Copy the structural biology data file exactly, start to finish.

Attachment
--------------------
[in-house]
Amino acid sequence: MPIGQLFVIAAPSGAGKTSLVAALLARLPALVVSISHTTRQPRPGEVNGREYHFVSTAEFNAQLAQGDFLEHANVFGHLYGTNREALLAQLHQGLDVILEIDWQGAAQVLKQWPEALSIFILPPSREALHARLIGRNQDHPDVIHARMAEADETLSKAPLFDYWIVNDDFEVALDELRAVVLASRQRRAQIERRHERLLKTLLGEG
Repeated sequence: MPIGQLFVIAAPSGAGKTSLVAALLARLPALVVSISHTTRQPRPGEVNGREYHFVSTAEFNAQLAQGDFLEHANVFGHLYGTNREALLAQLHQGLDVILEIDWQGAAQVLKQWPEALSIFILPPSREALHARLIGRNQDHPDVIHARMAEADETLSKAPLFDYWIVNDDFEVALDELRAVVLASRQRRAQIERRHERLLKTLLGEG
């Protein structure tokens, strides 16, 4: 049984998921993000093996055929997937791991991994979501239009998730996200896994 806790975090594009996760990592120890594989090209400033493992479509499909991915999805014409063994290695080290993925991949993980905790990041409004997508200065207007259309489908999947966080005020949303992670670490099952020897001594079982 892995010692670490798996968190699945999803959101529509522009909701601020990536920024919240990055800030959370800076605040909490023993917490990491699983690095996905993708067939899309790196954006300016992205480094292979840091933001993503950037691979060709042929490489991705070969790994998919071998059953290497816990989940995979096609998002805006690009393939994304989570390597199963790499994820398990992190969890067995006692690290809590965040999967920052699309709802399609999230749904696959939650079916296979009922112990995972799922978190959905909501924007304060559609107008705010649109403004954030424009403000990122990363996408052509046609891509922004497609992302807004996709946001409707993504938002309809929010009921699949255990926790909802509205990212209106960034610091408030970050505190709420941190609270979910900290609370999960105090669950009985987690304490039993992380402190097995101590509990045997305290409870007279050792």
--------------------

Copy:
[in-house]
Amino acid sequence: MPIGQLFVIAAPSGAGKTSLVAALLARLPALVVSISHTTRQPRPGEVNGREYHFVSTAEFNAQLAQGDFLEHANVFGHLYGTNREALLAQLHQGLDVILEIDWQGAAQVLKQWPEALSIFILPPSREALHARLIGRNQDHPDVIHARMAEADETLSKAPLFDYWIVNDDFEVALDELRAVVLASRQRRAQIERRHERLLKTLLGEG
Repeated sequence: MPIGQLFVIAAPSGAGKTSLVAALLARLPALVVSISHTTRQPRPGEVNGREYHFVSTAEFNAQLAQGDFLEHANVFGHLYGTNREALLAQLHQGLDVILEIDWQGAAQVLKQWPEALSIFILPPSREALHARLIGRNQDHPDVIHARMAEADETLSKAPLFDYWIVNDDFEVALDELRAVVLASRQRRAQIERRHERLLKTLLGEG
């Protein structure tokens, strides 16, 4: 049984998921993000093996055929997937791991991994979501239009998730996200896994 806790975090594009996760990592120890594989090209400033493992479509499909991915999805014409063994290695080290993925991949993980905790990041409004997508200065207007259309489908999947966080005020949303992670670490099952020897001594079982 892995010692670490798996968190699945999803959101529509522009909701601020990536920024919240990055800030959370800076605040909490023993917490990491699983690095996905993708067939899309790196954006300016992205480094292979840091933001993503950037691979060709042929490489991705070969790994998919071998059953290497816990989940995979096609998002805006690009393939994304989570390597199963790499994820398990992190969890067995006692690290809590965040999967920052699309709802399609999230749904696959939650079916296979009922112990995972799922978190959905909501924007304060559609107008705010649109403004954030424009403000990122990363996408052509046609891509922004497609992302807004996709946001409707993504938002309809929010009921699949255990926790909802509205990212209106960034610091408030970050505190709420941190609270979910900290609370999960105090669950009985987690304490039993992380402190097995101590509990045997305290409870007279050792």